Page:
Jackson State University alumna Carcia Carson has become the first Black woman to receive her Ph.D. in biomedical engineering from Vanderbilt University, JSU News reported this month.
“I am honored to become the first to accomplish this feat. I look forward to diversifying my industry and continuing the discussion of representation in high-level research environments,” said Carson.
A native of Terry, Carson earned her B.S. in physics in 2014 from Jackson State University before heading to Fisk University for its Fisk-Vanderbilt Master’s-to-PhD Bridge Program, where she obtained her master’s degree in physics.
Her years at Fisk exposed her more to medical physics, and now, after making history at Vanderbilt, her plan is to focus her professional research on developing translational research in cancer vaccines and personalized immunotherapy. Carson was inspired to center on translational research after seeing her grandmother diagnosed with cancer and selected to undergo an immunotherapy clinical trial, which was almost new, according to JSU News.
“Translational research is more likely to impact the treatment of cancer patients directly. That’s what I want to do. I want to have a direct hand in the treatment of cancer patients…I want to directly impact cancer patients with the hopes to improve the lives of people living with cancer,” she said.
With many of her colleagues not coming from HBCUs, Carsons said she thought her fellow students and professors would see her as not the “ideal candidate” but she made it thanks to her hard work and the support she received mostly from JSU which provided her with the ability to network productively with key stakeholders in her field.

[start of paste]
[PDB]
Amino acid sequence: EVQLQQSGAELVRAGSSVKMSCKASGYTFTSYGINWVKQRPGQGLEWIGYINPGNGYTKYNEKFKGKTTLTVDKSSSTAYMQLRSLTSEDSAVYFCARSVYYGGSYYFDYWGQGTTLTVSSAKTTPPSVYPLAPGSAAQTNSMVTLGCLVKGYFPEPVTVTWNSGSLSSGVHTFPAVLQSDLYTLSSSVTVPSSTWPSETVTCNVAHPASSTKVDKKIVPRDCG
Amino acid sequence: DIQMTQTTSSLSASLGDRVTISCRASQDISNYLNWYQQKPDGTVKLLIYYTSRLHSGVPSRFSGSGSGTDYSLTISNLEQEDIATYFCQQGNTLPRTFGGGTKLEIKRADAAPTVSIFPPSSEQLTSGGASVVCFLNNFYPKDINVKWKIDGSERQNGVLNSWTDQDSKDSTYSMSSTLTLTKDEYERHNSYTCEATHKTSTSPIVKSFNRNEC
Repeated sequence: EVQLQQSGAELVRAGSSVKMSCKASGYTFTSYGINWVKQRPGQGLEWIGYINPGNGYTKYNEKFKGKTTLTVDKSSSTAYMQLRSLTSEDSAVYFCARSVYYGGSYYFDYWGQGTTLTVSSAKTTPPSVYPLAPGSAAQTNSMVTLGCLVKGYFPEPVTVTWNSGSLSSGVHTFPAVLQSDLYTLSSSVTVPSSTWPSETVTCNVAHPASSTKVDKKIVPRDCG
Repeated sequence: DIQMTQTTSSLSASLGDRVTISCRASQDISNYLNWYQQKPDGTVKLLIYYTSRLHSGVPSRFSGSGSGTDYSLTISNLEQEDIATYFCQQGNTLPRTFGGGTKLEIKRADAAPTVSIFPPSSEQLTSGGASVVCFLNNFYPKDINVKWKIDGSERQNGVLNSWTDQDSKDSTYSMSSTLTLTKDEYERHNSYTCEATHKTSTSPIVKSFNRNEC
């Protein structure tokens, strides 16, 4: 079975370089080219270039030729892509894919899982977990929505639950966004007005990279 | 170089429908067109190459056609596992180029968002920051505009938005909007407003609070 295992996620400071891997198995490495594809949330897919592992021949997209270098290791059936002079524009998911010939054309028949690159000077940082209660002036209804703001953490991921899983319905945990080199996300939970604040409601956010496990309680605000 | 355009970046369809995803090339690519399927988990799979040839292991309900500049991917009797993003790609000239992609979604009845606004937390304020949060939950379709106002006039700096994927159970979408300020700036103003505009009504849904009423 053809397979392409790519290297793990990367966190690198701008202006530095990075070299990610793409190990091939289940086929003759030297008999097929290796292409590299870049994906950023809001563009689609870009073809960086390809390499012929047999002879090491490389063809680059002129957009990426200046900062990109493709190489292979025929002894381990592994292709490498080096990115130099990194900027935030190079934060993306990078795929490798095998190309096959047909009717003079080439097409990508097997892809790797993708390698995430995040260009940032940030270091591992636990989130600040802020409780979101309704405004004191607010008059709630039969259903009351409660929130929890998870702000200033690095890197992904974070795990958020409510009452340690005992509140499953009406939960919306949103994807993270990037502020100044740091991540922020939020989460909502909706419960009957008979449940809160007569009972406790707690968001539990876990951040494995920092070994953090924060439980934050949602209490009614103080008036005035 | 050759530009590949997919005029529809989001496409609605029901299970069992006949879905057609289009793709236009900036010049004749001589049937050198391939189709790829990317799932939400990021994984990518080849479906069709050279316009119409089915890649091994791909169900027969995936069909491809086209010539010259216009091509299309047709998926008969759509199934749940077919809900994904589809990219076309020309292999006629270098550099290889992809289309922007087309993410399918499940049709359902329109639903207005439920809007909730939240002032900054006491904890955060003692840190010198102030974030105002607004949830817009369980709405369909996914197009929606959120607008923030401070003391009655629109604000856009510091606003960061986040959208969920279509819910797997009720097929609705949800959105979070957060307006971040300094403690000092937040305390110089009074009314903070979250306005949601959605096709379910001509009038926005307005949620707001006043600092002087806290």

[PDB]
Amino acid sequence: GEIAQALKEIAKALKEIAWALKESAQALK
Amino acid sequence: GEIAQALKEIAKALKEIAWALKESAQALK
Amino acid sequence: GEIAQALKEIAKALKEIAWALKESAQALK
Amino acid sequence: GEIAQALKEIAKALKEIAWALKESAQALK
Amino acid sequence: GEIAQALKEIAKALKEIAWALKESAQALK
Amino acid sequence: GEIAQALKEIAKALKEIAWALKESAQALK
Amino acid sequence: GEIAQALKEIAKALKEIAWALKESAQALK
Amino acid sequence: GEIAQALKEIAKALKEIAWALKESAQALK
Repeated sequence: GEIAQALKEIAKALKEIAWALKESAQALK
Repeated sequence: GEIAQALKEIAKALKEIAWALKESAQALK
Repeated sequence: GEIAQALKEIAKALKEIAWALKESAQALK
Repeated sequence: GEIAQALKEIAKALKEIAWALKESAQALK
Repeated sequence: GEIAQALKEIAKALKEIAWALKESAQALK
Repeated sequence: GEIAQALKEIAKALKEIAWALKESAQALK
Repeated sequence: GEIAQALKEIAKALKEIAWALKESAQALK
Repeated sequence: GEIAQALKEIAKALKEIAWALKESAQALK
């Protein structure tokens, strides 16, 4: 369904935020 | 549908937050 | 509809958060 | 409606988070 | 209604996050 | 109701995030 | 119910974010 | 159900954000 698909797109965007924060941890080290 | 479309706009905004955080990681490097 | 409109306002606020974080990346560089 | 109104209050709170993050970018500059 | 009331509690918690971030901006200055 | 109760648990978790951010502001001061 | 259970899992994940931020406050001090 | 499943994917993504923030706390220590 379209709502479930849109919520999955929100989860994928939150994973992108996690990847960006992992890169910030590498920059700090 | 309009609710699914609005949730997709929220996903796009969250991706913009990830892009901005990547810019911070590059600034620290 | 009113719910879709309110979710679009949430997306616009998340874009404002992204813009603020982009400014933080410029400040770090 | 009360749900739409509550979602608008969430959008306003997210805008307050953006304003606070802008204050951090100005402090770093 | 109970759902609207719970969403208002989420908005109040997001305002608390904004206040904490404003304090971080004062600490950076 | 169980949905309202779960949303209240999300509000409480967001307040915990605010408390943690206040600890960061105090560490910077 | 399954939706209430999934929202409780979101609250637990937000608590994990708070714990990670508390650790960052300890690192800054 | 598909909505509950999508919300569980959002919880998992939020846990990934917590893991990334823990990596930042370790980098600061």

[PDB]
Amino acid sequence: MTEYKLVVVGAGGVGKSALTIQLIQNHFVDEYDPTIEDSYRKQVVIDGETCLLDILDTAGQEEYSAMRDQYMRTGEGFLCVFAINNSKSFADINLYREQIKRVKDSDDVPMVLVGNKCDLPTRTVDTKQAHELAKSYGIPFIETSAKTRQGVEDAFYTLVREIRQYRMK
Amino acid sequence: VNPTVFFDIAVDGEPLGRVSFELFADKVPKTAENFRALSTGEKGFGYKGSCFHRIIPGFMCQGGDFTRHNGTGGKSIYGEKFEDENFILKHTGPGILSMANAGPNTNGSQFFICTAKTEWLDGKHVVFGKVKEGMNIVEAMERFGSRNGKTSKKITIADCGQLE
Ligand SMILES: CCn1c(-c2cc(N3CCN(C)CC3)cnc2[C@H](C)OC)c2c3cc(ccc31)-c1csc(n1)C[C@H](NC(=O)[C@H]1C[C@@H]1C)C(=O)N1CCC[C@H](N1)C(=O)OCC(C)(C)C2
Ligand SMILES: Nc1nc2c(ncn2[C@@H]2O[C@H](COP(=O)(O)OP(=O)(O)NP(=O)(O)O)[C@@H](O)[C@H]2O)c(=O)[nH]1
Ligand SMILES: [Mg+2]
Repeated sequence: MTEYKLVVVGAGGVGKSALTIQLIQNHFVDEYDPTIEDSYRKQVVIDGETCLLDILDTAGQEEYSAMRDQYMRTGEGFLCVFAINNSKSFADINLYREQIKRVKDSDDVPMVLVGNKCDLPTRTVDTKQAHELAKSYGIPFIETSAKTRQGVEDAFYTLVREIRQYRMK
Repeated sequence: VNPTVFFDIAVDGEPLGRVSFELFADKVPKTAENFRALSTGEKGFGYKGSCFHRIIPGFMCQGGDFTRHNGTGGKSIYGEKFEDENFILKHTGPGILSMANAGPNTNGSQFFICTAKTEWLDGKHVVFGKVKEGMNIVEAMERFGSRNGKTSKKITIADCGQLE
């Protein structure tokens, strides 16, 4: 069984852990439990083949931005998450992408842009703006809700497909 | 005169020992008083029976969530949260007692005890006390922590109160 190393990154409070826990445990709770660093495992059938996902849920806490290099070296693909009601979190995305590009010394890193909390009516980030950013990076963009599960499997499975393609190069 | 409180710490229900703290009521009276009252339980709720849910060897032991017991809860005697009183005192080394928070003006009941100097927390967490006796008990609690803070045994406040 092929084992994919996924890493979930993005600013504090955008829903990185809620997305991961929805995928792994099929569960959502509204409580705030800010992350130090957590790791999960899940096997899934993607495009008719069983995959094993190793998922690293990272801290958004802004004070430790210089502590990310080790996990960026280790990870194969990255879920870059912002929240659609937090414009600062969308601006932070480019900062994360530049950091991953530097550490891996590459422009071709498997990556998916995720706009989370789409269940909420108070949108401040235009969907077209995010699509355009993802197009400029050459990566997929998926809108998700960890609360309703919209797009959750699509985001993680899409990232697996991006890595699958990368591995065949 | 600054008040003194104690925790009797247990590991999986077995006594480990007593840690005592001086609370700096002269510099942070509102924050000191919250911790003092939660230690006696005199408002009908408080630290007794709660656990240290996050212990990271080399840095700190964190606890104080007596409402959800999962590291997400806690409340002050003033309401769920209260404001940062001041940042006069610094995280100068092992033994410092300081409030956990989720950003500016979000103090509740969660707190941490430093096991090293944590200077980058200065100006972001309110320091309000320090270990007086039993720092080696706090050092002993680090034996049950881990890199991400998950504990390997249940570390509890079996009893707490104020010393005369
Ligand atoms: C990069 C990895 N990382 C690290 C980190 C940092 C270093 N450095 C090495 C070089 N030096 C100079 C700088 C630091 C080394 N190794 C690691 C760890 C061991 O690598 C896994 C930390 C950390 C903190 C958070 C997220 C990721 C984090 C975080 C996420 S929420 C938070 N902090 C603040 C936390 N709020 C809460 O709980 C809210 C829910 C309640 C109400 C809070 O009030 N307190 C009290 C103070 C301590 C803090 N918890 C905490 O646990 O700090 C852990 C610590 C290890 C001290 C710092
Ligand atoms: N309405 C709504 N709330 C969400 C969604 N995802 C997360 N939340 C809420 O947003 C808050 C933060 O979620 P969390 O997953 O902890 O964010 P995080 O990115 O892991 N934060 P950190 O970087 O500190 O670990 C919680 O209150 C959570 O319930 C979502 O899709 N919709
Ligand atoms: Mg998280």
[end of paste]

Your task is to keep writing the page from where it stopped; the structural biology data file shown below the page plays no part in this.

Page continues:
“I felt small, and imposter syndrome started getting bigger. I felt like I didn’t deserve to be here. Being the first African American female to get this Ph.D., I didn’t see anybody that looked like me. So I started to find mentors in other departments that were Black women. I joined organizations that were for Black graduate students, and that truly helped me,” she said.
She is also grateful to the faculty at Vanderbilt for taking a chance on her.
“I was not the golden candidate that all faculty seek to advise, but the leader at Vanderbilt took a chance on me,” Carson said during her commencement ceremony. “Faculty needs to take a chance on all students. Just because they didn’t come from a prestigious undergraduate institution or didn’t have high-level research doesn’t mean they aren’t capable of being successful in your lab or program.”
Now, Carson is looking at advancing her medical research and obtaining her MBA degree. She hopes to become a director of oncology someday.